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|Redistricting Means Many New Faces|
|Commentary/Politics - Illinois Politics|
|Written by Rich Miller|
|Sunday, 07 August 2011 05:41|
Redistricting is a time for stock-taking, for looking back and looking ahead.
State legislators who’ve been around a while are suddenly faced with the often stark reality of signing on for another 10 years. They add a decade to their current age and wonder if they want to be in the game that much longer.
Some decide to stick with it for just one more election so they can make extra sure their party holds their seat.
Some decide to retire right away, figuring their party has drawn the map solidly enough to ensure a suitable replacement.
Legislators in the minority party are far more likely to be mapped in with fellow party members and then discover that they don’t want to face the prospect of running in a primary, so they retire.
Others decide to use the opportunity to move up the political ladder. The congressional districts were redrawn, which gave state Senator Dave Koehler (D-Peoria) a possible opening. He took it.
If history is any guide, we’re likely to see a raft of retirement announcements in the next few days, weeks, months and even years.
The numbers so far have been impressive. Republican Senator Larry Bomke and GOP Representatives David Winters and Franco Coladipietro have already announced that they aren’t running again. Democratic Representative Dan Reitz resigned last month and was replaced by the son of Congressman Jerry Costello, Jerry Costello II. Some didn’t even wait for the new map to be finished, such as Senators Rickey Hendon, Brad Burzynski, Dale Risinger, Lou Viverito and Gary Dahl. The rumor mill is ablaze with speculation about other impending retirements, resignations, and people moving up the ladder.
There are those who think that the players never change in Springfield. Not true. And the remap years are a major reason people move on.
I started writing about Illinois politics in 1990. Not a single incumbent state Senator from that year is still serving today. Senate President John Cullerton was around back then, but he was in the House.
And while Michael Madigan was elected House speaker before I was legally able to drink alcohol, only a small handful of House members from 1990 are still around. Madigan started out in 1971. House Majority Leader Barb Currie’s first year was 1979. Representative David Harris started in 1983, but was beaten in 1992 and then came back this year. Representatives Mary Flowers and Ron Stephens were sworn into office in 1985, and Representatives Lou Lang and Monique Davis came along two years later. Representative David Leitch was first appointed to the Senate in 1986 and started his House service in 1989. That’s just eight people out of 118 seats – or less than 7 percent.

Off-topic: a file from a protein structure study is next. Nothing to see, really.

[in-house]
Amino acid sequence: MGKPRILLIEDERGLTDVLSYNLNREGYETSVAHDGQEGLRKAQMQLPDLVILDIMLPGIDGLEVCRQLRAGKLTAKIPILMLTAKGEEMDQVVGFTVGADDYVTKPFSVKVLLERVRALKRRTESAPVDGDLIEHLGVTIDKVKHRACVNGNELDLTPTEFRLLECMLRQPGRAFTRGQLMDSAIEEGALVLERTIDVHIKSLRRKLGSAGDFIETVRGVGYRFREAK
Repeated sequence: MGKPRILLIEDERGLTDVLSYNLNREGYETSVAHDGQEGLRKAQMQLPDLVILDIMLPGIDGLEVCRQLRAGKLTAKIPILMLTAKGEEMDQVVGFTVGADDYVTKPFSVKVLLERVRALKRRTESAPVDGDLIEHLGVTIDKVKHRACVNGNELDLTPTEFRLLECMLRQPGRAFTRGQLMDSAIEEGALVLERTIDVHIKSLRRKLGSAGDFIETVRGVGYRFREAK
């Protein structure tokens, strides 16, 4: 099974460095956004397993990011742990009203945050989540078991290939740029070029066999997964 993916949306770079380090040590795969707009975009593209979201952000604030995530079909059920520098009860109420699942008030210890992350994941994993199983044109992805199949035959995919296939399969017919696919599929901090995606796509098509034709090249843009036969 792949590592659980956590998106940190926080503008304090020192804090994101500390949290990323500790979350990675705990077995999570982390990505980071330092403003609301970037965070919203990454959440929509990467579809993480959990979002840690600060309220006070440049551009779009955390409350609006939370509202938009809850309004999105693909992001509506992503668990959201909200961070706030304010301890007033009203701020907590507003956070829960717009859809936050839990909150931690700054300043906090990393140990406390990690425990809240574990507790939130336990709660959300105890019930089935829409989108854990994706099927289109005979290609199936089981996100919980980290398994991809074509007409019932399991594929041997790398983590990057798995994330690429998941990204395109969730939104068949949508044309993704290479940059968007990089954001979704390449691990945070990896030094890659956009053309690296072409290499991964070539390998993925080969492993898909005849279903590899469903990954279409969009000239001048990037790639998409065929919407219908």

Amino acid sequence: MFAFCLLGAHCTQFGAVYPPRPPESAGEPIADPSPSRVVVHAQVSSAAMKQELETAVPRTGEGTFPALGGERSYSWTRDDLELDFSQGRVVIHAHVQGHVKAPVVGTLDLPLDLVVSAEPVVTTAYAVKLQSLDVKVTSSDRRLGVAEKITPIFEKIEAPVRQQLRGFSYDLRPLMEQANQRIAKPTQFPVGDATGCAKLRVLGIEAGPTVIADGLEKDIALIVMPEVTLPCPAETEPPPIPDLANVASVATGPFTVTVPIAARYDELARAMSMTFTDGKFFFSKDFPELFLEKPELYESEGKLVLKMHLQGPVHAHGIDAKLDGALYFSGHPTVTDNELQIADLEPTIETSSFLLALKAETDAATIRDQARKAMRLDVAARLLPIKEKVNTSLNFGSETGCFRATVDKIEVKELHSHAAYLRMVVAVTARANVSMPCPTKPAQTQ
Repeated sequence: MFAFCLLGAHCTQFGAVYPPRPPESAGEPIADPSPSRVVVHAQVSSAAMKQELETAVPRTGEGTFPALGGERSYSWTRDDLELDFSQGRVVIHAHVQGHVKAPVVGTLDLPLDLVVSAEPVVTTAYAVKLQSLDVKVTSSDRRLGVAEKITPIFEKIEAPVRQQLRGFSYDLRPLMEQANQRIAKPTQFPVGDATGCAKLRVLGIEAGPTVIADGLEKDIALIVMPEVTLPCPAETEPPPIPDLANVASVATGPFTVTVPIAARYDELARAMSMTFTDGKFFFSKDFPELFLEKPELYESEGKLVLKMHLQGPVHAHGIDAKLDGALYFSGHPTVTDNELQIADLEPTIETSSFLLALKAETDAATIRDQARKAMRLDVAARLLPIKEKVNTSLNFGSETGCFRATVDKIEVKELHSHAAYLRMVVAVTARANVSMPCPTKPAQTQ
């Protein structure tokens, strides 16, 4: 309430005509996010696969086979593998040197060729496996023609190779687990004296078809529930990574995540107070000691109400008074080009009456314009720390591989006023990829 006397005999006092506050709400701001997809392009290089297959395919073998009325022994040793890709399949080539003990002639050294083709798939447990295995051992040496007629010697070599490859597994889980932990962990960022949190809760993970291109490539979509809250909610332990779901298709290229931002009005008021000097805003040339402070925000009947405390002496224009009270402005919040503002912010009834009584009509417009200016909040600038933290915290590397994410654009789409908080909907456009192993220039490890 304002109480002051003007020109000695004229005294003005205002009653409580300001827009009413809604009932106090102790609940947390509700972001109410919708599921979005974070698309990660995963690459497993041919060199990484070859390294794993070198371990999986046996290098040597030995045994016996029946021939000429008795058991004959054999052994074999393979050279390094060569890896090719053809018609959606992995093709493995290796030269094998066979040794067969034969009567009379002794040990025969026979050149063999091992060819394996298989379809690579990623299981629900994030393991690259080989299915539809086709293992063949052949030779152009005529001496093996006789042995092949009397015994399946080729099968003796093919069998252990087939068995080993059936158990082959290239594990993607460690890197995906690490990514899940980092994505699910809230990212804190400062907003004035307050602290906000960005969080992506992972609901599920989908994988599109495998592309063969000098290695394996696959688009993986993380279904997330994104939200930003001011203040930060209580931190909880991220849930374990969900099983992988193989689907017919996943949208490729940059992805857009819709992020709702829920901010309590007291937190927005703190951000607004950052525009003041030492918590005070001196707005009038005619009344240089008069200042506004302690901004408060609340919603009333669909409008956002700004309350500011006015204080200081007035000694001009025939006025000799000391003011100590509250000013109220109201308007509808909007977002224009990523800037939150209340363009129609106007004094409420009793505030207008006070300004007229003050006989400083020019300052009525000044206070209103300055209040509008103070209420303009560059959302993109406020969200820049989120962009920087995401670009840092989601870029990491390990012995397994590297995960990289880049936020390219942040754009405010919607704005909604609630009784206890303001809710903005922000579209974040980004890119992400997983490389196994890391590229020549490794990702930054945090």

Donne Trotter (1988), Jeff Schoenberg (1990), and Cullerton (1979) were also in the House back in 1990, but they’re now in the Senate.
The point is that I’m never truly surprised when a legislator announces his or her retirement. But despite all that history, I was a bit taken aback when Senator Susan Garrett (D-Lake Forest) announced last month that she wouldn’t run again.
Garrett, who turned 61 in February, is one of those people you figure would never go away. Although she represents the tony North Shore, she seemed to thrive on the bare-knuckled aspect of day-to-day politics.
But Garrett said last month that she came to the conclusion that she “didn’t want to be a career politician.”
I was also a little shocked when Representative Ron Stephens (R-Greenville) abruptly resigned last week. Except for two years in exile when he lost his seat in 1990 and won it back when the Republicans gave him a new district in the 1991 remap, Stephens has been around for what seems like forever.
The Democrats mapped Stephens into the same district as Representative John Cavaletto (R-Salem). Stephens, however, could’ve moved into a neighboring GOP district and likely have run opposed.
Then again, the economy is not all that conducive to selling real estate these days – a problem that is weighing far more heavily on Republican incumbents than ever before during past remap games.
Despite the perception, legislators as a group are not wealthy people. Most are facing the same problems as everyone else. Many of their homes are practically unsellable in the current economy or are “underwater,” or both. Purchasing or renting another home in a new district is simply not an option for many pols these days.
The bottom line is that change is coming. Or at least lots of new faces.
Rich Miller also publishes Capitol Fax (a daily political newsletter) and CapitolFax.com.
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